Thursday, June 12, 2008

Fascinating article about Cuban baseball players

Fascinating article by Michael Lewis of Moneyball fame. Here's a sample:

That’s how Gus Dominguez had become a sports agent. He took an interest in these Cubans when no one else did, and so he became, by default, their guy. The players in Cuba learned of Arocha’s success—and saw the Cuban government’s decision not to punish his family—and thought, If he can do it, I can, too. In 1993, two years after Arocha defected, the Cuban national “B” team flew to Buffalo, New York, for the World University Games. Eddie Oropesa, a 21-year-old pitcher on his first trip abroad, sneaked out of the college dorm in which he was housed, but couldn’t find the cousin who was supposed to be waiting. Terrified, he wound up wandering around some graveyard in the dark. He ran back to his room and stared at the ceiling. The next morning, as the team warmed up, Oropesa handed his spikes to his good friend shortstop Rey Ordoñez, then dashed for the fence behind home plate. It was at least 12 feet high, but he went up and over in his stocking feet. “I didn’t know where my cousin was,” Oropesa recalls. “I just started climbing the fence. I heard Rey shouting, ‘Oropesa! Oropesa! Oropesa’s gone crazy!’ But I didn’t look back. When I hit the ground I just started running.” Newly liberated, he heard Gus Dominguez was the man to see. “I wanted to leave not because I thought I could play baseball,” says Oropesa, “but because I didn’t want my son to go through the experience that I had. And the only way for him to get out was for me to get out first.” (Dominguez helped Oropesa extract his wife and son from Cuba three years later.)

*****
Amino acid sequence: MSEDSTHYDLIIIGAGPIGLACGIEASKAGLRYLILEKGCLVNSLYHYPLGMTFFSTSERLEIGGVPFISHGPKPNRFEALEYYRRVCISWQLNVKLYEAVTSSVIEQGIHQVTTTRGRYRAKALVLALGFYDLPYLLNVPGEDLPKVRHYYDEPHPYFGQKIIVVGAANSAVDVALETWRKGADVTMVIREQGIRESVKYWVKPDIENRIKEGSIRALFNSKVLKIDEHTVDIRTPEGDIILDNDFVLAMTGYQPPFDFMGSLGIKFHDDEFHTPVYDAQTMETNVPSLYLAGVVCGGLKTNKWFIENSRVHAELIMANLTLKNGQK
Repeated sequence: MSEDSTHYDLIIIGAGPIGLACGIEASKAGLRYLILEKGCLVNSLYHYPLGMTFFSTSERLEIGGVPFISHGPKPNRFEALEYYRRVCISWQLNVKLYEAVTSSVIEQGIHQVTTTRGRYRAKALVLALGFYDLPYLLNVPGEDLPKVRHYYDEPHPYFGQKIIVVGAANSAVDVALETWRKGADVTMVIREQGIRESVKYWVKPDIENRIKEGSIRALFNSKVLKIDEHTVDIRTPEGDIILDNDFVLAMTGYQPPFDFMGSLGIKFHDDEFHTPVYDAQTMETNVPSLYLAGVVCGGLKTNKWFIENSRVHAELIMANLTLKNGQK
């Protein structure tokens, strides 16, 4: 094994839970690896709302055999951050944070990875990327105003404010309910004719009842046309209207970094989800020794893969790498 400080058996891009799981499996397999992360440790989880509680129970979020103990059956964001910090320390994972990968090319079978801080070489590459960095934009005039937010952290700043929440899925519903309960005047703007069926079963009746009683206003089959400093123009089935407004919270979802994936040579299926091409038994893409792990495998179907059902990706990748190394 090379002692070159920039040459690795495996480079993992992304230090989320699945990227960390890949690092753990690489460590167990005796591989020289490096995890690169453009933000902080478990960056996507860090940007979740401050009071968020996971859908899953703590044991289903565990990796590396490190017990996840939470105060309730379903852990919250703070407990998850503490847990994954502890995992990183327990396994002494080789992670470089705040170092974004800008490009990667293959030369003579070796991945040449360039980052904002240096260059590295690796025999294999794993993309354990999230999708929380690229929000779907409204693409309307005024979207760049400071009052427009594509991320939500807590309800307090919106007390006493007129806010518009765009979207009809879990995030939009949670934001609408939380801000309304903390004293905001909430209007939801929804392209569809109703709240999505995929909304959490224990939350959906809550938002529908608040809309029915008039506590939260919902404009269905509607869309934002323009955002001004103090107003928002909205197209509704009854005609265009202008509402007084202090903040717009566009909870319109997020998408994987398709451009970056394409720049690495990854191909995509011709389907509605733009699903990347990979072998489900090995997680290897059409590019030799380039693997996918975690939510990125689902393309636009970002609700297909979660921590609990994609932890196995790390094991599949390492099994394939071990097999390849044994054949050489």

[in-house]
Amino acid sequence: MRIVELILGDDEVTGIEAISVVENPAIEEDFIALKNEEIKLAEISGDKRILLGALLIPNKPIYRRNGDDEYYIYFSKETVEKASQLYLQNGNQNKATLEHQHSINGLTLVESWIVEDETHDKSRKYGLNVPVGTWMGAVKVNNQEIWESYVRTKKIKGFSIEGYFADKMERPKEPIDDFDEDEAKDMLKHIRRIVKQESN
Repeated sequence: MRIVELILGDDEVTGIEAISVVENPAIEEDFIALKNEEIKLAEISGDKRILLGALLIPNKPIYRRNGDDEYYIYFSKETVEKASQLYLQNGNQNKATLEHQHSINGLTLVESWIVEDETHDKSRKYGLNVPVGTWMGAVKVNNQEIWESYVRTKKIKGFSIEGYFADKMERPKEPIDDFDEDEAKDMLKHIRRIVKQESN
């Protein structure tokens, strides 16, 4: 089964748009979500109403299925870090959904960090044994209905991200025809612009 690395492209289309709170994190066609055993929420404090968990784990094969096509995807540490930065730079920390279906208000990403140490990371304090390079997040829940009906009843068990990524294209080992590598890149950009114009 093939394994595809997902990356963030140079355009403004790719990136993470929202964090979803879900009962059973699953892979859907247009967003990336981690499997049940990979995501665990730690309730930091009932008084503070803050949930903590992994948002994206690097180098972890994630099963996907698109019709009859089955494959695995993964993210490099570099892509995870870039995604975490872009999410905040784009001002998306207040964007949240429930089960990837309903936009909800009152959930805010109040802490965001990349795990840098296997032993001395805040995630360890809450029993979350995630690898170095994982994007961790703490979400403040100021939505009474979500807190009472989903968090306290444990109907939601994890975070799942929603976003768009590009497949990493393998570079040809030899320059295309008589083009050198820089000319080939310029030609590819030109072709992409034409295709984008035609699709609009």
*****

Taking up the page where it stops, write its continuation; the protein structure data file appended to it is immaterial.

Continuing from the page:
Here's another:
That night a stuffy, windowless van drove him from his apartment outside Havana to a beach in Matanzas, a few hours away, picking up along the way 21 other people who would ride out on the same boat. Among these were the four other baseball players: Francisley Bueno, Allen Guevara, Yoankis Turino, and Osmany Masso. The motorboat was just big enough to hold them, but the ballplayers were still treated as the first-class passengers. Racing from the shore in the dark, they nearly collided with what they feared was a Cuban police boat. “The driver said some people would have to jump out into the water, to slow the police boat down,” says Osbek. “They would have to stop and pick up the people. They were trying to decide who would jump out, and the driver said the baseball players had to stay in the boat, because we were the most valuable. Then everyone on the boat started swearing they were baseball players, so they wouldn’t have to jump out.”

Read the whole thing.

If you haven't read Moneyball, I highly recommend it, even if, like me, you find baseball boring. There's some very cheap used copies at Amazon.

No comments:

Post a Comment